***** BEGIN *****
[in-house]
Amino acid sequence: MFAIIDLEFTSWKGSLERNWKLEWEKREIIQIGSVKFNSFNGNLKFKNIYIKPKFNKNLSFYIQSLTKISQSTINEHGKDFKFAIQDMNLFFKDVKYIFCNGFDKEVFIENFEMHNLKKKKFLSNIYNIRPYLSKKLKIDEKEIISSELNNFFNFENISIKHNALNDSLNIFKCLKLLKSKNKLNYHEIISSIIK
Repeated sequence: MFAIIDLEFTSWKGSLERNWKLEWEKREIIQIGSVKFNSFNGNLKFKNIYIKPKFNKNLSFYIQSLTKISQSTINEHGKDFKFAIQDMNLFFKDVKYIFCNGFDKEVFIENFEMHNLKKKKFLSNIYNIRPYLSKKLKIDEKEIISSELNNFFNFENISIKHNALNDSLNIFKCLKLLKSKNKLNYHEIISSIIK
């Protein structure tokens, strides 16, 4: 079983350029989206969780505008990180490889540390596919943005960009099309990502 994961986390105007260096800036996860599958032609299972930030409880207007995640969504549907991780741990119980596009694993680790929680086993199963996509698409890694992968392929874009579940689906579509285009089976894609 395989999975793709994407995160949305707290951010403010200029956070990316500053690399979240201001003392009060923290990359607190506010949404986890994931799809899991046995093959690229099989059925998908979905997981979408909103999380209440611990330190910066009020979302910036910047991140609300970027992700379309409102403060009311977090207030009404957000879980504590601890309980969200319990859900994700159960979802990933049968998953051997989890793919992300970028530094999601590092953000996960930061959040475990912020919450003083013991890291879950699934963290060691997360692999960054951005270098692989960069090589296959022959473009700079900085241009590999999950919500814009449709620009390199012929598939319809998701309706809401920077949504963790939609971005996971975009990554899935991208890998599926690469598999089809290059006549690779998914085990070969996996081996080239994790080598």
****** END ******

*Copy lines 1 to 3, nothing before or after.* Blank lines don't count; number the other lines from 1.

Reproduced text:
[in-house]
Amino acid sequence: MFAIIDLEFTSWKGSLERNWKLEWEKREIIQIGSVKFNSFNGNLKFKNIYIKPKFNKNLSFYIQSLTKISQSTINEHGKDFKFAIQDMNLFFKDVKYIFCNGFDKEVFIENFEMHNLKKKKFLSNIYNIRPYLSKKLKIDEKEIISSELNNFFNFENISIKHNALNDSLNIFKCLKLLKSKNKLNYHEIISSIIK
Repeated sequence: MFAIIDLEFTSWKGSLERNWKLEWEKREIIQIGSVKFNSFNGNLKFKNIYIKPKFNKNLSFYIQSLTKISQSTINEHGKDFKFAIQDMNLFFKDVKYIFCNGFDKEVFIENFEMHNLKKKKFLSNIYNIRPYLSKKLKIDEKEIISSELNNFFNFENISIKHNALNDSLNIFKCLKLLKSKNKLNYHEIISSIIK